Chinese scientists at Sichuan University have pioneered another first in biotechnology: injecting lung cancer patients with genetically modified cells using the cutting-edge CRISPR technique – one that is behind a flurry of recent innovations. And in the US, scientists at UC San Diego also recently demonstrated that blindness in adult mice could be partially reversed using an elaboration on CRISPR.
The speed of these recent developments has alarmed some, underscoring worries that our science is advancing faster than our ability to fully appreciate the ethical and social ramifications of genetic engineering. The Sichuan and San Diego trials, in and of themselves, do not appear particularly problematic, but they do raise questions about the long-term implications of perfecting the ability to alter our genetic makeup. These are questions that societies will need to begin debating in earnest now, as the science is indeed advancing extraordinarily rapidly.
Old, but new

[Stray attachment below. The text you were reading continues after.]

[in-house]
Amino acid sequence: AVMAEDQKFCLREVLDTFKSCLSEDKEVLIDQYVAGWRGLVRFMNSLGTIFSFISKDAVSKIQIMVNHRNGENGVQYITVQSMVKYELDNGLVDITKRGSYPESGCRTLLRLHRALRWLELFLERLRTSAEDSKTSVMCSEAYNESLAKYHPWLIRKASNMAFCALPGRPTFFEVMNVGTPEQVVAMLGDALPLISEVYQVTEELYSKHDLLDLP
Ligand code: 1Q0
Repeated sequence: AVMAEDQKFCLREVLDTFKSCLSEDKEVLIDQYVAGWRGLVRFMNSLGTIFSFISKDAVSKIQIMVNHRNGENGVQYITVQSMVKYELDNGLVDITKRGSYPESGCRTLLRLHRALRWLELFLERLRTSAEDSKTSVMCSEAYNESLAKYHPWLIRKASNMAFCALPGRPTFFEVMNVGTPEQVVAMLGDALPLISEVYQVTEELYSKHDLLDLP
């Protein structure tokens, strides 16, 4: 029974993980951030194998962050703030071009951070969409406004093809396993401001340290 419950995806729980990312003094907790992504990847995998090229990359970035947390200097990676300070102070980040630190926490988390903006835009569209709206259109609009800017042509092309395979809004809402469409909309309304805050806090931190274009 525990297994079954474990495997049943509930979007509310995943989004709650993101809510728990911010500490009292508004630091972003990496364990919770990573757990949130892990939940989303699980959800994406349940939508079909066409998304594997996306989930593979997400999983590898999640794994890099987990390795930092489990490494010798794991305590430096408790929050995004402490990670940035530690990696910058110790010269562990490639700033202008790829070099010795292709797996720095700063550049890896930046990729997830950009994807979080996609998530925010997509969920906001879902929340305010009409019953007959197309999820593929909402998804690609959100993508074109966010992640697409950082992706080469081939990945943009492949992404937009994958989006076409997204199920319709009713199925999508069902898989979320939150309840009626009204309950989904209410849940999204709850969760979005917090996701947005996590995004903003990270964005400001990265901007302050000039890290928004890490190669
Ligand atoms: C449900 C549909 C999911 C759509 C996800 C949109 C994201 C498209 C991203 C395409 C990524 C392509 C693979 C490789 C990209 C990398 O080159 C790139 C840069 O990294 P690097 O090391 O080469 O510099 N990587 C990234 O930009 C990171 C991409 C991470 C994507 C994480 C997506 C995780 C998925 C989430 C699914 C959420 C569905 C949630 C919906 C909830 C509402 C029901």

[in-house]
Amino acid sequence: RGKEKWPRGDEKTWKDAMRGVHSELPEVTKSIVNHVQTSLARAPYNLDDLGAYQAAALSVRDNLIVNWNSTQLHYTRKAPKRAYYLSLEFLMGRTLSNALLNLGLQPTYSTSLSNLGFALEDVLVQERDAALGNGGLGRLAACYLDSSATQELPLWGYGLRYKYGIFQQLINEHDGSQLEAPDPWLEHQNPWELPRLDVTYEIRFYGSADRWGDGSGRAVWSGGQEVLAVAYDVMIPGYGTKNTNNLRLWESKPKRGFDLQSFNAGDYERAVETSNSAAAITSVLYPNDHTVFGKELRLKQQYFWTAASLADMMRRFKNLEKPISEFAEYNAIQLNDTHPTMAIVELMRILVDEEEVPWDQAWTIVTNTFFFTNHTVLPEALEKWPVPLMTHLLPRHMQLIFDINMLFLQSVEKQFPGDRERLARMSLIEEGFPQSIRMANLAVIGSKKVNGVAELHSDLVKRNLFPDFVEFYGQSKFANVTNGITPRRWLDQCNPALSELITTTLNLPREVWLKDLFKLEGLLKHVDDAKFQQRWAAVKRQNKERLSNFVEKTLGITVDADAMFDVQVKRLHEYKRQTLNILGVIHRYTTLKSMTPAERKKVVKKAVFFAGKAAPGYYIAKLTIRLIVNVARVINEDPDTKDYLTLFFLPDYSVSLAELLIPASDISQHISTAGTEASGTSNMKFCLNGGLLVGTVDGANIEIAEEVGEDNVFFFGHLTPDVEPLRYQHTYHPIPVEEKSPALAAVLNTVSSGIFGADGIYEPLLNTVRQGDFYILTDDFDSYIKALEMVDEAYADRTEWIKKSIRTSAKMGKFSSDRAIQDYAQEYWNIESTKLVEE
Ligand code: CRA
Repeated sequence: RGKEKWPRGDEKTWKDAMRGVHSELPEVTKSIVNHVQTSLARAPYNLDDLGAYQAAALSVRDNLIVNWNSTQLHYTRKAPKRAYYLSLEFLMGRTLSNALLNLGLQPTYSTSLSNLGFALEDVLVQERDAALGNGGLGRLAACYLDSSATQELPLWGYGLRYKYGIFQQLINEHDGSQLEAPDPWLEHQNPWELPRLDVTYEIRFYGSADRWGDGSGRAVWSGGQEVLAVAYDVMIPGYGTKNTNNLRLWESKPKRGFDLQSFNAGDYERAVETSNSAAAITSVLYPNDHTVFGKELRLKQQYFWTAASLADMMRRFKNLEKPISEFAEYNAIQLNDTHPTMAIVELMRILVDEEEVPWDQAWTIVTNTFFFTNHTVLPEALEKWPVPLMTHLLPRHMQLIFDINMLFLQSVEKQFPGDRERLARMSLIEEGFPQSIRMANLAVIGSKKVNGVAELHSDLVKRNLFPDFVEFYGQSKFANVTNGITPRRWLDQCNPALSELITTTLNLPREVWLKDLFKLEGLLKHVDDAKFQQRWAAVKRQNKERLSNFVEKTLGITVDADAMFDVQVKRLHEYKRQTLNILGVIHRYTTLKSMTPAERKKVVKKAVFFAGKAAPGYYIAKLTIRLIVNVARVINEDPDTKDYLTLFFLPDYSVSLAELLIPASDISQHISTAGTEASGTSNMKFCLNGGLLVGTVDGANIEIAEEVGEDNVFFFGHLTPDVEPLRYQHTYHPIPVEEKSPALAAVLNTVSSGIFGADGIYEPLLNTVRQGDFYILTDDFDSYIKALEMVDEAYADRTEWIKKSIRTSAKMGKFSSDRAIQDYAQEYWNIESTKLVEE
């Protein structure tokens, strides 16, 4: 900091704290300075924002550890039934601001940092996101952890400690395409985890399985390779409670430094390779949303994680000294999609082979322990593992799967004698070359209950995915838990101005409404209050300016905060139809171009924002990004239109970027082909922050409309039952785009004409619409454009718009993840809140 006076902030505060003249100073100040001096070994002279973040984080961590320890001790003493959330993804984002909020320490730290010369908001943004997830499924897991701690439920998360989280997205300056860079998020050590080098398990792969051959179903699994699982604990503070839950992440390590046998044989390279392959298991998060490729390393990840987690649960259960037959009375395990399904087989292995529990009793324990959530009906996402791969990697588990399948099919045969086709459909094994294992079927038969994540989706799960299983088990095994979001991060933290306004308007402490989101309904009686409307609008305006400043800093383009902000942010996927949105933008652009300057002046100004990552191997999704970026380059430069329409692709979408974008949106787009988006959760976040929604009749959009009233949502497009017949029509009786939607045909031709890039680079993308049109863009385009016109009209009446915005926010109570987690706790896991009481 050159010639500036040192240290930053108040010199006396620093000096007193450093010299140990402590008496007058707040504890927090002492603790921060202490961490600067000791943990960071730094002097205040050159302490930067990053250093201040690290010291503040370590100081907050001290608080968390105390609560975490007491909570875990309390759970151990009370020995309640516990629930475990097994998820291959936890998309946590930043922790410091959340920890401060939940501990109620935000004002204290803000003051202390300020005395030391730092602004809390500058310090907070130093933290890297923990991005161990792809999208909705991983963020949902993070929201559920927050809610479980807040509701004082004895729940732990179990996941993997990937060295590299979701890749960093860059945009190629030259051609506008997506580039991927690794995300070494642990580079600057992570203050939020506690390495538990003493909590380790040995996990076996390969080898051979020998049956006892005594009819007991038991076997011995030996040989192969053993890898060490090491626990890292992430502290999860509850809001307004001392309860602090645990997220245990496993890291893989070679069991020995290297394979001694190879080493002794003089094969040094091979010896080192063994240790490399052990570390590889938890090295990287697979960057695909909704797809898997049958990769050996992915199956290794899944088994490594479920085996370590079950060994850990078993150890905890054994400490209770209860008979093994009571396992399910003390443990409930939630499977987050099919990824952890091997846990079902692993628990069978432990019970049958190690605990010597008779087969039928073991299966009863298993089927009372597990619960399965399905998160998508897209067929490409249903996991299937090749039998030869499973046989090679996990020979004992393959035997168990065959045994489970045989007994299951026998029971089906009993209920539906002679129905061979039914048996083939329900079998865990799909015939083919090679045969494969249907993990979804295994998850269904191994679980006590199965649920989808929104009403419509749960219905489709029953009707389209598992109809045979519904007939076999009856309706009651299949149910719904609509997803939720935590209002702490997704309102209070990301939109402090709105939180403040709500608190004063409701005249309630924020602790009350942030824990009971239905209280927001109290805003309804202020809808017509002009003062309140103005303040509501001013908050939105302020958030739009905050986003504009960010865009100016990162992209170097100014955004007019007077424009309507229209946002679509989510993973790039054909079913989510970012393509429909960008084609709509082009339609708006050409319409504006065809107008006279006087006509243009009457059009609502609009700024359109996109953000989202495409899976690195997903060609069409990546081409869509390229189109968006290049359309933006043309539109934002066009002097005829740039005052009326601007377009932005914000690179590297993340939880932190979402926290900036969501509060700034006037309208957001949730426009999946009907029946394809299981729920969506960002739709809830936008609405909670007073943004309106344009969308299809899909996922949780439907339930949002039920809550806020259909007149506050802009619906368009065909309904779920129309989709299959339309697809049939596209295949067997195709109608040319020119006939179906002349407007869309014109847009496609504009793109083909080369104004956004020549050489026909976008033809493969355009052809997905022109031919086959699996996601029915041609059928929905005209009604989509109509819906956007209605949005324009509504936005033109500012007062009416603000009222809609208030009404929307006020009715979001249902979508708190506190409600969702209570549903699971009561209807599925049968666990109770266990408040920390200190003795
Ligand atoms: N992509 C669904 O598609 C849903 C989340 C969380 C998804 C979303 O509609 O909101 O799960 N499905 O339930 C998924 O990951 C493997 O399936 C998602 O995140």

Gene therapies have been in use for decades, but the CRISPR technique has proven to be a more accurate and effective means of targeting specific troublesome genes to be knocked out. The Sichuan trial involves taking a patient's own immune cells, modifying them using CRISPR, then re-implanting them in the patient, in the hopes that the modified cells will effectively combat the patients' cancer.
This is what is known as a Phase I clinical trial, and is mostly trying to determine whether the intervention is safe or has serious side effects. The sample size of 10 participants is too small to prove that the technique is effective in treating cancer, but can reveal whether there are significant safety concerns. If all goes well, further trials with more subjects would be conducted to demonstrate effectiveness.